Federally-Registered RIAs Should Expect More Remote Oversight in 2018

In 2012, the SEC examined approximately eight percent of registered firms. In 2017, approximately 15 percent of RIAs were examined, despite an increase in the number of registrants and the agency’s limited resources. How did they manage to nearly double the percentage of firms examined? One word: Technology.

Over the last several years, the SEC has increased its use of various technologies to conduct remote exams of registered firms. With the ability to request and receive electronic documents and records, the regulator can review and analyze a firm’s activities without leaving SEC headquarters.

Given the success of electronic methods and tools in helping regulators identify and follow up on potential violations, it’s safe to say that registered firms should expect to receive more electronic data requests, and to be the subject of increased technological oversight, in 2018 and in the years to come.

Increase in Risk-Based Examinations

In its 2018 Examination Priorities announcement, released in early February, the SEC reiterated its intention to continue focusing on newly-registered advisers, as well as those that haven’t undergone an SEC exam in years. Of course, with limited resources, it would be impossible to examine 100 percent of these groups this year.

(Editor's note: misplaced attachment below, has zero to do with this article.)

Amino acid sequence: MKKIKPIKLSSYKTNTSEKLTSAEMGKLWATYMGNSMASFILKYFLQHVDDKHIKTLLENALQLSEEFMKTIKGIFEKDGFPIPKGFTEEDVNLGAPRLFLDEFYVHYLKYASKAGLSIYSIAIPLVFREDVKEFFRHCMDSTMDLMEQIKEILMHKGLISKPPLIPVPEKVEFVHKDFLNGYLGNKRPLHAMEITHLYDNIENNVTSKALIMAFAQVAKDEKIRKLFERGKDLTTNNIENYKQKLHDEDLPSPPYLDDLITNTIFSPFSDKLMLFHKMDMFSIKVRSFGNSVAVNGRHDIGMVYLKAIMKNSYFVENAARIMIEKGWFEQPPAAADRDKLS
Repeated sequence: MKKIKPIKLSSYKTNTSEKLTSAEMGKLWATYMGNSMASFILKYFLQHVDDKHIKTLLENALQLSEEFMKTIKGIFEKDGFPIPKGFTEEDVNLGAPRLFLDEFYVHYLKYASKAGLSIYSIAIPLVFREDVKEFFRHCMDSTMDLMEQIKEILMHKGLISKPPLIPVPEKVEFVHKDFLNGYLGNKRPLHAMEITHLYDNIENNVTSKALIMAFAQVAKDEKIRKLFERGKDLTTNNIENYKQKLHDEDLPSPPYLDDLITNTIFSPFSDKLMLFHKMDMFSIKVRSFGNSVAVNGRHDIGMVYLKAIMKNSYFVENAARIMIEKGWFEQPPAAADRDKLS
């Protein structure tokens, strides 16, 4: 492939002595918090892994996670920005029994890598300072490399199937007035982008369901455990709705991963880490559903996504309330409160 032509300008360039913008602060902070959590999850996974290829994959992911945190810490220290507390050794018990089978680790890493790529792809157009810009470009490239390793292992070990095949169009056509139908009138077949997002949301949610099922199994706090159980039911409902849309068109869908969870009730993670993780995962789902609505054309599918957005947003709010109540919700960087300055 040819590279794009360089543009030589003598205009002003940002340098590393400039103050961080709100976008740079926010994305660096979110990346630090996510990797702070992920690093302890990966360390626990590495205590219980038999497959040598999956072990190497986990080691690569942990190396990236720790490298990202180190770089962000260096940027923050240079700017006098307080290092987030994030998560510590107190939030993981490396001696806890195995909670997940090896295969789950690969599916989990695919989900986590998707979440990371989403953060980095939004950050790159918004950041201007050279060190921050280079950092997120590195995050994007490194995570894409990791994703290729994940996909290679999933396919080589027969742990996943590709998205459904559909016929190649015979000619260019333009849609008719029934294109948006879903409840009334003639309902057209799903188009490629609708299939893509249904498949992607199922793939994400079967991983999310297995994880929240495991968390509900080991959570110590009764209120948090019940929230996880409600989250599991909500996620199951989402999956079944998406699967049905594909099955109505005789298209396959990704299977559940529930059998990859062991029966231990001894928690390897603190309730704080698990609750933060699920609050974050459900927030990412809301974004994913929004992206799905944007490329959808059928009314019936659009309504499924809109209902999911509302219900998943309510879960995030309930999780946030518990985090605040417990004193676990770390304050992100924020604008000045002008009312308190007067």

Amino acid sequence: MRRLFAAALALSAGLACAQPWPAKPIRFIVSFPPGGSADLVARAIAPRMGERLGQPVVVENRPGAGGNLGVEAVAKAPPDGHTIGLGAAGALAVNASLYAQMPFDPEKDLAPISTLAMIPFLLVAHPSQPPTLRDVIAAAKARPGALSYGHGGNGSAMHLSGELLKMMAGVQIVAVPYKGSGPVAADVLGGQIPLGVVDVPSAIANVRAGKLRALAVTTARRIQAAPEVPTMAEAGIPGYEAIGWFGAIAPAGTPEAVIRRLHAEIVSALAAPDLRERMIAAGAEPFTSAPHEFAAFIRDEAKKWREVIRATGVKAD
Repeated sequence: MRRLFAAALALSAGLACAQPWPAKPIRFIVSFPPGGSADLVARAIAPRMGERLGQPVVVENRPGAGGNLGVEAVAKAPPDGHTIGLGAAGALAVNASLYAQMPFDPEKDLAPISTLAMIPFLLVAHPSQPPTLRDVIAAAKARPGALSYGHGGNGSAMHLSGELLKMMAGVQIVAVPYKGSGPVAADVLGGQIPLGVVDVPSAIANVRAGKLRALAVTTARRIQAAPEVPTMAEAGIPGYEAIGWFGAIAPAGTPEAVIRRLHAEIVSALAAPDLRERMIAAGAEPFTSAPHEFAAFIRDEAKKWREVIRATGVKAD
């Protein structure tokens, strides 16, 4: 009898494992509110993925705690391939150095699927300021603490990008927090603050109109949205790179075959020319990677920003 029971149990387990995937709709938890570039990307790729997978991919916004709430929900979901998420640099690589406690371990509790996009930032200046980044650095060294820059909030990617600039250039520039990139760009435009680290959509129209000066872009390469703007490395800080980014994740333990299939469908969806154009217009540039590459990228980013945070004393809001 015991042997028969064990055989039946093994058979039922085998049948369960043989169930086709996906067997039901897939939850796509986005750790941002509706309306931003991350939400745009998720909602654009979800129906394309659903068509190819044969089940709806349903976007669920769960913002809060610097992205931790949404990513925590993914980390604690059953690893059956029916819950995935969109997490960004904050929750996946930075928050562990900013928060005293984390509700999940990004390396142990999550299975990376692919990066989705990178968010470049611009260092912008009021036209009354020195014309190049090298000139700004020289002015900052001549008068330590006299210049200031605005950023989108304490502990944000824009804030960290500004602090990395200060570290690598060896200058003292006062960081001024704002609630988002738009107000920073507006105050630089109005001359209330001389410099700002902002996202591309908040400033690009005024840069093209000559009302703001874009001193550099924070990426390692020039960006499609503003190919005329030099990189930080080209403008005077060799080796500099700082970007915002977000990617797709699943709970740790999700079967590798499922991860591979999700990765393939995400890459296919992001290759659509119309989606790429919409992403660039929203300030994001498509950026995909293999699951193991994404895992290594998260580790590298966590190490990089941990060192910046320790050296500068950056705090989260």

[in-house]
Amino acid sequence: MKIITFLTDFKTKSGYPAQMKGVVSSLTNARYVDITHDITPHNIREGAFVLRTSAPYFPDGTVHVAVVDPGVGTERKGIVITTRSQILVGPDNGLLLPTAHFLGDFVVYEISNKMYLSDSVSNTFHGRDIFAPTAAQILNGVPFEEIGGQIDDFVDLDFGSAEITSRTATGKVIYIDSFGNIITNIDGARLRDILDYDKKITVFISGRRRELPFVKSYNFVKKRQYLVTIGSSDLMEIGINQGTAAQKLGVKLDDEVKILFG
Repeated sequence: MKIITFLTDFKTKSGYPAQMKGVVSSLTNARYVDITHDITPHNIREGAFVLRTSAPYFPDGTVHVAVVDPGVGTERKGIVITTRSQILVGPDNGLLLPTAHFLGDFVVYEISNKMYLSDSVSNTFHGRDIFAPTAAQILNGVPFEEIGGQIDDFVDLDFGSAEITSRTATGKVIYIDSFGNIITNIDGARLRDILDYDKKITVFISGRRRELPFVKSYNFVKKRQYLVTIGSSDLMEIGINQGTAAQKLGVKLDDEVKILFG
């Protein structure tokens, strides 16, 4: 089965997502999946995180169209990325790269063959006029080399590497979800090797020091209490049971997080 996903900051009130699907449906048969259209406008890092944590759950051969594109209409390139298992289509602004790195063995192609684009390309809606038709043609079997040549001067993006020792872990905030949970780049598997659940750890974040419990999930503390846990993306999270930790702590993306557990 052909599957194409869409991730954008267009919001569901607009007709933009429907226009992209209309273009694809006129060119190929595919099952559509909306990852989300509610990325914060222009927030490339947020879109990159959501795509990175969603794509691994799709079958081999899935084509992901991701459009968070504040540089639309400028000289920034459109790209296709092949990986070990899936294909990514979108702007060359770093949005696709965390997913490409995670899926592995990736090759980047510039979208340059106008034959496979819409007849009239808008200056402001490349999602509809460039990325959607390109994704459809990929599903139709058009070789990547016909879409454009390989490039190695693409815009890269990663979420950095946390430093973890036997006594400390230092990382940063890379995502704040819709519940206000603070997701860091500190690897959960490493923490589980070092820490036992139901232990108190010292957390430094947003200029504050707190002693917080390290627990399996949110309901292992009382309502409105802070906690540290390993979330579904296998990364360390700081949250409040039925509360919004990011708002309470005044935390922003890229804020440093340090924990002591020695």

To narrow the field, the SEC’s Office of Compliance Inspections and Examinations (OCIE) intends to use data gathered from a variety of sources and use a risk-based approach to analyze that data. Firms with elevated risk profiles will then be selected for further oversight.

Outlining its guiding principles for 2018, OCIE noted “Our use of data is integral to the program and complements our risk-based exam approach and utilization of technology.”

Firms are Leveraging Technology to Stay Ahead of the Regulators

Regardless of how long an RIA has been in business or whether its activities could potentially cause it to be identified as higher risk, firms should be leveraging today’s technologies too.

Relying on paper documents or spreadsheets to manage compliance activities in the digital era isn’t just an inefficient and antiquated practice; it’s also fraught with the potential for violations to slip through the cracks, undetected. As if those weren’t reasons enough to adopt a compliance technology platform, there’s also the harsh reality that manual processes don’t scale and do not support firms’ growth initiatives

Compliance technologies today do more than simply provide a repository for firms’ policies and documents. They can facilitate personal trading and reviews of trading activity by using electronic feeds, rather than relying on paper statements, help firms manage their codes of ethics, track potential and actual compliance violations and much more.

Using Compliance Technology Can Help Prepare Your Firm for an SEC Exam

There’s no question that firms should expect more electronic regulatory oversight; the only question is how prepared your firm will be to accommodate and facilitate and respond to electronic examinations and targeted inquiries.

When the SEC sends a request for electronic documents and records, having the right systems in place can streamline your response time and effort. This alone sends a positive message to the regulators, as it demonstrates your commitment to complying with federal securities laws and regulations.